Famiglia Cristiana

Famiglia Cristiana (meaning The Christian family in English)[1] is an Italian weekly magazine published in Alba, Italy.[2]

Famiglia Cristiana
EditorAntonio Sciortino
Circulation544,576 (2010)
PublisherPeriodici San Paolo
Year founded1931 (1931)
CompanyEdizioni San Paolo
Based inAlba/Milan, Italy
WebsiteFamiglia Cristiana

History and profile

Famiglia Cristiana was founded in Milan in 1931.[1][3] Its original aim was to guide Catholics living in the rural and provincial north Italy to successfully cope with the spiritual and practical challenges of modern life.[4] During its early years it was a local magazine targeting women.[4] In 1954 its coverage expanded to include articles about food, fashion, politics and religion.[4]

The magazine is owned by Edizioni San Paolo, a Roman Catholic publishing group[5] and is published by Periodici San Paolo on a weekly basis.[6][7] It has its headquarters in Alba.[4]

In 1955 Famiglia Cristiana became an illustrated weekly magazine.[8]


Famiglia Cristiana enjoyed higher levels of circulation from the late 1950s.[8] The magazine had a circulation of 1,123,071 copies in 1984.[9] The circulation of the weekly was 1,070,652 copies from September 1993 to August 1994.[10] In the mid-1990s the magazine had the highest circulation among other Catholic periodicals in Italy.[11]

In 2001 the magazine had a circulation of 895,000 copies.[12] The 2003 circulation of the weekly was 742,000 copies.[5] Its circulation was 778,000 copies in 2004.[13]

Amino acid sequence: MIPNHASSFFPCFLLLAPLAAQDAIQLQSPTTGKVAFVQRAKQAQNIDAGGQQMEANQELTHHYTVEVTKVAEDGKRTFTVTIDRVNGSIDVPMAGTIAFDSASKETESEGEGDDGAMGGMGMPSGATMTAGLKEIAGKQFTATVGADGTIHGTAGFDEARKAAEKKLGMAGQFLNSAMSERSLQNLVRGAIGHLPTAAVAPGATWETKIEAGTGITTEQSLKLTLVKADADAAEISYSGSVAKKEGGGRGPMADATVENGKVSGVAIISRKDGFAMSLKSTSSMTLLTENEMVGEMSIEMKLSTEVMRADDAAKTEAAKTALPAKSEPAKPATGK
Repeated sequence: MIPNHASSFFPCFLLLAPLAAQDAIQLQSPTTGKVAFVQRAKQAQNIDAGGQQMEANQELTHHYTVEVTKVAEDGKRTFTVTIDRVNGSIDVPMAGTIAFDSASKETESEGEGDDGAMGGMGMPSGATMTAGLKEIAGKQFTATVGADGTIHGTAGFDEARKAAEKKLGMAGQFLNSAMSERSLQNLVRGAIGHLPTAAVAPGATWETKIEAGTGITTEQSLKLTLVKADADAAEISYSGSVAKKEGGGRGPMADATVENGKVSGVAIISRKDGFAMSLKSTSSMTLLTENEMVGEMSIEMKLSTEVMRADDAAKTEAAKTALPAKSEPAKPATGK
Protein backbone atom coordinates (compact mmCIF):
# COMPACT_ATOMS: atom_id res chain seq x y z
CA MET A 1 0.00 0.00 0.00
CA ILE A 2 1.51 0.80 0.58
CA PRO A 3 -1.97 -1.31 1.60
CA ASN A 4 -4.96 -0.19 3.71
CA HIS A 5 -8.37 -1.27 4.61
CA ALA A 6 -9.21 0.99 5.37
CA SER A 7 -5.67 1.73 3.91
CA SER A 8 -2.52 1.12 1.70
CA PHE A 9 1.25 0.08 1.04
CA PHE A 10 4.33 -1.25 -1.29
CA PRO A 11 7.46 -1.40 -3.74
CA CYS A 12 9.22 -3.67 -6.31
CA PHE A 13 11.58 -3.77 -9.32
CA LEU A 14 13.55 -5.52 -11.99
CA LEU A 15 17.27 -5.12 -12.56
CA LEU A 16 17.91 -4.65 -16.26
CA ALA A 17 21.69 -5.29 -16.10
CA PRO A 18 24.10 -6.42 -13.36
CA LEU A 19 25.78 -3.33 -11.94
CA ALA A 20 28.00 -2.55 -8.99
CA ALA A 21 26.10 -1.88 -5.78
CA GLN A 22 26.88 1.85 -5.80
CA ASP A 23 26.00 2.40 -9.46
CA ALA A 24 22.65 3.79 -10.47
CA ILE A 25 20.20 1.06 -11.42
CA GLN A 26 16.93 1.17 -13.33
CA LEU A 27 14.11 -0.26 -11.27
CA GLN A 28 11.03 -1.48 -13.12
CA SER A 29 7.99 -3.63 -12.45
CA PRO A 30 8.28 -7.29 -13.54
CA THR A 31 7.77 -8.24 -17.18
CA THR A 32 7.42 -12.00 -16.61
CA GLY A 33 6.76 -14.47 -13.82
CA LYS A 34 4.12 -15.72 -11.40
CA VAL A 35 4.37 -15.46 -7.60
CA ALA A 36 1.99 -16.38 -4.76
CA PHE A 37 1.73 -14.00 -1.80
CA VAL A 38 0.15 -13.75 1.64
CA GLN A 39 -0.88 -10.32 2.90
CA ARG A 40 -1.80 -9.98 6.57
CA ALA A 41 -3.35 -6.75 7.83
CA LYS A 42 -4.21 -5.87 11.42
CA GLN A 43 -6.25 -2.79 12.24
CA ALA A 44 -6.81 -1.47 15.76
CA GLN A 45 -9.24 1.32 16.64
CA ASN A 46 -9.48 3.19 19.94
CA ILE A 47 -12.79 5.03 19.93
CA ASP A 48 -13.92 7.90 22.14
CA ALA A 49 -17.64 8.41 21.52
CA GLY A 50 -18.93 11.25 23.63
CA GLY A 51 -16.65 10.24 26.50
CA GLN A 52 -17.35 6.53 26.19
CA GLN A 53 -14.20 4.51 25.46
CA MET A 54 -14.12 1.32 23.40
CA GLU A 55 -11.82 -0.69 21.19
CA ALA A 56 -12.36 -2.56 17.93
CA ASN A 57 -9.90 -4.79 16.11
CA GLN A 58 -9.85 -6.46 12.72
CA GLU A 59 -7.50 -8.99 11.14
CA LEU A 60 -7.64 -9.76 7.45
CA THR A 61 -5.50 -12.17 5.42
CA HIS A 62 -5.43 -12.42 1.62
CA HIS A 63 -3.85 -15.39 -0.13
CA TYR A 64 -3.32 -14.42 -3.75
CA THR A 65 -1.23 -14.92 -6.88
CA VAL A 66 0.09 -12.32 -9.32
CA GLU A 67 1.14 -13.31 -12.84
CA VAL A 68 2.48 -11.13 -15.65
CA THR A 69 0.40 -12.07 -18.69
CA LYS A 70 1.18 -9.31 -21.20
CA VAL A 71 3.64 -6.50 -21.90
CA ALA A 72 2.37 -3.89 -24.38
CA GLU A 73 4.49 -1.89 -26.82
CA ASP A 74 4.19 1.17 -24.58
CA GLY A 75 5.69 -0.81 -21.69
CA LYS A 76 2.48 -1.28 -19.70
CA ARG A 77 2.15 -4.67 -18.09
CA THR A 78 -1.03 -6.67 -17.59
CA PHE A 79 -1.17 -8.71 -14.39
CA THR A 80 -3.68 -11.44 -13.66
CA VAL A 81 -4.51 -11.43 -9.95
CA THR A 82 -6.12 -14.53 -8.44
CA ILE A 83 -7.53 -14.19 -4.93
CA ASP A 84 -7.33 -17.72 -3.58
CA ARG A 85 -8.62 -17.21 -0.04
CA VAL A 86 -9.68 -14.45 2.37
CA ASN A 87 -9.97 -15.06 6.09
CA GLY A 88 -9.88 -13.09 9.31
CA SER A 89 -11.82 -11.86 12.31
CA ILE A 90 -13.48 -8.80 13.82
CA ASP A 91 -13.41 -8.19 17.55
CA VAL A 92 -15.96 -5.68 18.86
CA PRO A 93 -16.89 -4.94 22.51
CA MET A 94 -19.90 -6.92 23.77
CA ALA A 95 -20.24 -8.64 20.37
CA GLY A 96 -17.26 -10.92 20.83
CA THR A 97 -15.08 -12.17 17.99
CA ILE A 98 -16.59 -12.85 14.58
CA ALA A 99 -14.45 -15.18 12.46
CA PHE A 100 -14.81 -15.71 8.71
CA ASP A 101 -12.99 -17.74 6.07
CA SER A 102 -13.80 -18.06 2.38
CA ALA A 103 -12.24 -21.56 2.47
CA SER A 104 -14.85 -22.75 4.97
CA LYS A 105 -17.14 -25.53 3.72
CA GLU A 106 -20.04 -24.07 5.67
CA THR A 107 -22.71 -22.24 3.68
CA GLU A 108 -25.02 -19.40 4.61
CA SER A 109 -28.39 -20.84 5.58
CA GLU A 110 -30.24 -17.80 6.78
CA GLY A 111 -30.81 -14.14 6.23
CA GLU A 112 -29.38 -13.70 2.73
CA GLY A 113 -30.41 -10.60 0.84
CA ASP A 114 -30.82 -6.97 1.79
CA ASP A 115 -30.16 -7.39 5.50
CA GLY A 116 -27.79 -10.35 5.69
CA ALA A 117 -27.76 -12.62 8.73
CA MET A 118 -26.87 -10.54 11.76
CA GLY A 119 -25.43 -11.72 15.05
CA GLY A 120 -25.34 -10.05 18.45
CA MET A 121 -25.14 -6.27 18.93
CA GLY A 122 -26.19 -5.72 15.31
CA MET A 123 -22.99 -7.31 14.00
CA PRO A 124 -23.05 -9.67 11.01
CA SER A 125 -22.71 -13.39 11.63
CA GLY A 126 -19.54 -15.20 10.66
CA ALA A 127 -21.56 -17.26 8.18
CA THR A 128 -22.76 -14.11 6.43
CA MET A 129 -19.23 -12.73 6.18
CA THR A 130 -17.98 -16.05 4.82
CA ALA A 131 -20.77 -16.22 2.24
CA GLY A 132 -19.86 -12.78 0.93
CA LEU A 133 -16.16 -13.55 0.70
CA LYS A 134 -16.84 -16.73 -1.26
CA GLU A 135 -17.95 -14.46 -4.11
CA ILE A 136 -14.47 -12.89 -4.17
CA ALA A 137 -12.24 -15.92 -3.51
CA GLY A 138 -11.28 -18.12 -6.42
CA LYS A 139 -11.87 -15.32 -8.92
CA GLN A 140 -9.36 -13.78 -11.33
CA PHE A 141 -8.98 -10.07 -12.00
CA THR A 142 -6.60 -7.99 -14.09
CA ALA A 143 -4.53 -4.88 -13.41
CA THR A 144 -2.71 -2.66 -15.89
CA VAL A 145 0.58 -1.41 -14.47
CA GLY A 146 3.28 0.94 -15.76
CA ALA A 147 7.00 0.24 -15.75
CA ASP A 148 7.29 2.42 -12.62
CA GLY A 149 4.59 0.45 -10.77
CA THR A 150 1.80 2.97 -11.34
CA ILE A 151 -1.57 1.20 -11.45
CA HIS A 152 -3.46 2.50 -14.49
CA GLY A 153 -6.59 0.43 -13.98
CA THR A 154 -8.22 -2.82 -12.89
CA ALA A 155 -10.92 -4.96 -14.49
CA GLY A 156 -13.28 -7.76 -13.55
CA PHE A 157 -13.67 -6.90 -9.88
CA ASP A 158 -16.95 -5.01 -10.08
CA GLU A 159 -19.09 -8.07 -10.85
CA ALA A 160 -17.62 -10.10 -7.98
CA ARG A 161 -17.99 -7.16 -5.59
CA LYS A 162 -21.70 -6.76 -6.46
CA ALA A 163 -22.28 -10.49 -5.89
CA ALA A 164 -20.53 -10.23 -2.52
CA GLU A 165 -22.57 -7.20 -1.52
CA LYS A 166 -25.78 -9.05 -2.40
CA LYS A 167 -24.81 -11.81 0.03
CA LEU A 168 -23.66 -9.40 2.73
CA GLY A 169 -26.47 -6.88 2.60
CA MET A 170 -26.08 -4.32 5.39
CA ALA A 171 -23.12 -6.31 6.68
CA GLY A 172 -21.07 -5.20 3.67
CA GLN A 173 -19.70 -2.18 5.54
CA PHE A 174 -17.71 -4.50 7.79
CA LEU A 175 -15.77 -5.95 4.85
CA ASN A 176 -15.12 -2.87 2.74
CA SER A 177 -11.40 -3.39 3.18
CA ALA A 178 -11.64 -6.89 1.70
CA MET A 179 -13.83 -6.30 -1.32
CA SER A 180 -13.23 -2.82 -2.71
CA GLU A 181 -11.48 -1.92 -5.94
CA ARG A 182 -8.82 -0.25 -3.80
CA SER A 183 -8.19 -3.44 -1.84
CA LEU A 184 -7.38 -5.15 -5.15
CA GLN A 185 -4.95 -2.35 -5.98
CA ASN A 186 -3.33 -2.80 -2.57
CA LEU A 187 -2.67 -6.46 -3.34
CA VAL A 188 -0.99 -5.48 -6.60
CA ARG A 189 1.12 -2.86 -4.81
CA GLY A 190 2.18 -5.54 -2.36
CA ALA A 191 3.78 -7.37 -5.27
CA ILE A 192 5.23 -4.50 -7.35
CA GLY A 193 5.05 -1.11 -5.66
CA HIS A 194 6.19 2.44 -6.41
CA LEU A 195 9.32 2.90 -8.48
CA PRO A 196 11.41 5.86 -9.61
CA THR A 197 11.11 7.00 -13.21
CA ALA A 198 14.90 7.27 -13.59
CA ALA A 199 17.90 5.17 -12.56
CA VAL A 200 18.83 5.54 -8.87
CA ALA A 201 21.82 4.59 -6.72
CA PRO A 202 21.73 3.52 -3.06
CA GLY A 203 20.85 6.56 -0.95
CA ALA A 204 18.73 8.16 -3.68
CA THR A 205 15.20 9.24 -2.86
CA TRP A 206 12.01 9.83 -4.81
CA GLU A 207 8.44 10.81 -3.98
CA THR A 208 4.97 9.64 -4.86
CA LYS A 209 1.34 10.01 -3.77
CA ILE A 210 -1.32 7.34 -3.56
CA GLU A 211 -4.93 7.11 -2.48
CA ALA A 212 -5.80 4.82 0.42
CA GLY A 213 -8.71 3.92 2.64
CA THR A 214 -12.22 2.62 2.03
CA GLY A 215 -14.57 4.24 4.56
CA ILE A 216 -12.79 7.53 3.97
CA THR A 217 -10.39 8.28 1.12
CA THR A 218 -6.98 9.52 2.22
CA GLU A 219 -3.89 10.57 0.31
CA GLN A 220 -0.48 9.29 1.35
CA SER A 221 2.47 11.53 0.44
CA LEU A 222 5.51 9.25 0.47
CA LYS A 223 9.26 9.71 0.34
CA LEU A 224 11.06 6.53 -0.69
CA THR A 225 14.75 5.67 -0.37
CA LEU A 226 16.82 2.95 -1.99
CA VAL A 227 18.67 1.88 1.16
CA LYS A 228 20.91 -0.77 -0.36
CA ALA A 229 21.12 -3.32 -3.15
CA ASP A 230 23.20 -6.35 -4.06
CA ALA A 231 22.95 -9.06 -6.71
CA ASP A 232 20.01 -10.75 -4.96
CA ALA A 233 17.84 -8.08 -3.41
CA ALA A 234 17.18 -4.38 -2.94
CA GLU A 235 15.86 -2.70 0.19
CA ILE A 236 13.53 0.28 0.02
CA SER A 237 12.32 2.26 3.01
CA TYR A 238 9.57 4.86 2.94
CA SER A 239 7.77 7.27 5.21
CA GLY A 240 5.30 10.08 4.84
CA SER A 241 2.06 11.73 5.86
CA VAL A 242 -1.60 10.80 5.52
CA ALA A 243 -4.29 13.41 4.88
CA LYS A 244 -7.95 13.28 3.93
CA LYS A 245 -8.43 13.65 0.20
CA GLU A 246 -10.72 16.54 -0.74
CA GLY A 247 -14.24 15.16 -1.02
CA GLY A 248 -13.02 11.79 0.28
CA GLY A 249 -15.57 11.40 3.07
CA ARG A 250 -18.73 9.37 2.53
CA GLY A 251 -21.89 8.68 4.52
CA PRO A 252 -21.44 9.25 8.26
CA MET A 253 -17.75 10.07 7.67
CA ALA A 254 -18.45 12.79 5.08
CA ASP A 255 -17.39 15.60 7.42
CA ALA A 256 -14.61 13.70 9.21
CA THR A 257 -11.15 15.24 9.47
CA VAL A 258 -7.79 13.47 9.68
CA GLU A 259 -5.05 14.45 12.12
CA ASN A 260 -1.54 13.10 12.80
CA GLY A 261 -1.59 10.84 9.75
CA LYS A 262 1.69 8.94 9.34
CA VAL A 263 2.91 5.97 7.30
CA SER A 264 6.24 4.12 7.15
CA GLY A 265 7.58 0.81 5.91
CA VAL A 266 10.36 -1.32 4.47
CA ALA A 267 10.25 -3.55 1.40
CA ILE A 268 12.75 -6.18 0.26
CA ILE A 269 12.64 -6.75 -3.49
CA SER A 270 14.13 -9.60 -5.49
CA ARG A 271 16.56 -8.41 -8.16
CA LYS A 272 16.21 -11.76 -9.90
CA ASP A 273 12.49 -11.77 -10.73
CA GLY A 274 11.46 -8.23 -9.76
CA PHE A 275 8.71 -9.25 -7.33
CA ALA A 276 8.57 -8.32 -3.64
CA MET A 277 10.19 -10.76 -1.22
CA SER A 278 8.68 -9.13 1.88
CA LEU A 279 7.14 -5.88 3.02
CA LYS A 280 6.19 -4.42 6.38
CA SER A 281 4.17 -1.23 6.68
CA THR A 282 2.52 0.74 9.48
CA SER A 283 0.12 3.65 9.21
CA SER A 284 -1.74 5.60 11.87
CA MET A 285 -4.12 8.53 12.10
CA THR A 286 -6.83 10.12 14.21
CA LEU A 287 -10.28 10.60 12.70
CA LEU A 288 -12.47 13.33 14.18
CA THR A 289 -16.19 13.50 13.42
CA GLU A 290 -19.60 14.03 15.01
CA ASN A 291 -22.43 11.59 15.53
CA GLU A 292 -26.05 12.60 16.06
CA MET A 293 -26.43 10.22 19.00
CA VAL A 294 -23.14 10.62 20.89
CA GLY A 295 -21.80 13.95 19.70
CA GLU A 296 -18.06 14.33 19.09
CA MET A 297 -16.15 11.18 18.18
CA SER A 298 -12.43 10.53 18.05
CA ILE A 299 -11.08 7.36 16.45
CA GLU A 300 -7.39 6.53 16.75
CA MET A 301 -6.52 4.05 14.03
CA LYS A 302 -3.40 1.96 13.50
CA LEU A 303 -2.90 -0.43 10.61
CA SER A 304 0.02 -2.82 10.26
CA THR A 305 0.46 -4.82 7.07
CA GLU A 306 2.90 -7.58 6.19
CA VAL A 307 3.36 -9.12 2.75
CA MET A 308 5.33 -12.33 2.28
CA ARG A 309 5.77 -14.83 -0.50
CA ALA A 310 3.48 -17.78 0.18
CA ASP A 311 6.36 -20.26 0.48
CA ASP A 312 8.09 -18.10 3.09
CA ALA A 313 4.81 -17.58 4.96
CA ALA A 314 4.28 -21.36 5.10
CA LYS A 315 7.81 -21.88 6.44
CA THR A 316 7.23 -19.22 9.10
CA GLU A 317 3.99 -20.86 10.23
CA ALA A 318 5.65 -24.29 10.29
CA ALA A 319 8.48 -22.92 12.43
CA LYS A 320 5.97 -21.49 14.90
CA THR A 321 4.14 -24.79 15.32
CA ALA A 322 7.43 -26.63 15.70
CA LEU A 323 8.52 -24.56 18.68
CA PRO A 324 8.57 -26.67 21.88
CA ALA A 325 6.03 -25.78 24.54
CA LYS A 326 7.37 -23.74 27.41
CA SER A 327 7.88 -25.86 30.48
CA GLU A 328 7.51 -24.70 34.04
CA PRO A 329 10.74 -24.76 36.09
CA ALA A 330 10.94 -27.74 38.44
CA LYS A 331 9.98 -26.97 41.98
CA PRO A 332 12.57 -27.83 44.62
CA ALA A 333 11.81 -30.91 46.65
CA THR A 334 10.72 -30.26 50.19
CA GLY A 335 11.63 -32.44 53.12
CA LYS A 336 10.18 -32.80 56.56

Its circulation was 644,316 copies in 2007.[14][15] In 2010 the circulation of the magazine fell to 544,576 copies.[7]

See also


  1. "The most important Italian magazines". Life in Italy. Retrieved 10 August 2014.
  2. "List of Italian magazines". Ciao Italy. Archived from the original on 7 October 2013. Retrieved 30 September 2013.
  3. "The press in Italy". BBC. 31 October 2006. Retrieved 2 November 2014.
  4. Niamh Cullen (2013). "Morals, modern identities and the Catholic woman: fashion in Famiglia Cristiana, 1954–1968". Journal of Modern Italian Studies. 18 (1): 33–52. doi:10.1080/1354571X.2013.730272.
  5. "Influential weeklies". BBC. Retrieved 4 October 2013.
  6. Gino Moliterno, ed. (2005). Encyclopedia of Contemporary Italian Culture (PDF). London and New York: Routledge. ISBN 978-0-203-74849-7. Archived from the original (PDF) on 9 January 2015. Retrieved 9 January 2015.
  7. "World Magazine Trends 2010/2011" (PDF). FIPP. Archived from the original (PDF) on 2 April 2015. Retrieved 2 April 2015.
  8. Penelope Morris (2007). "A window on the private sphere: Advice columns, marriage, and the evolving family in 1950s Italy" (PDF). The Italianist. 27. Retrieved 27 April 2015.
  9. Maria Teresa Crisci. "Relationships between numbers of readers per copy and the characteristics of magazines" (PDF). The Print and Digital Research Forum. Retrieved 14 April 2015.
  10. "Top paid-circulation consumer magazines". Ad Age. 17 April 1995. Retrieved 15 March 2015.
  11. Cindy Wooden (6 December 1996). "Top Catholic Magazine Resists Vatican". National Catholic Reporter. Retrieved 16 August 2014.  via Questia (subscription required)
  12. "Top 50 General Interest magazines worldwide (by circulation)" (PDF). Magazine.com. Retrieved 17 January 2015.
  13. "European Publishing Monitor. Italy" (PDF). Turku School of Economics and KEA. Archived from the original (PDF) on 11 April 2015. Retrieved 5 April 2015.
  14. "Dati ADS (tirature e vendite)". Fotografi (in Italian). Archived from the original on 24 April 2015. Retrieved 26 April 2015.
  15. Anne Austin; et al. (2008). "Western Europe Market and Media Fact" (PDF). Zenith Optimedia. Archived from the original (PDF) on 5 February 2015. Retrieved 10 April 2015.
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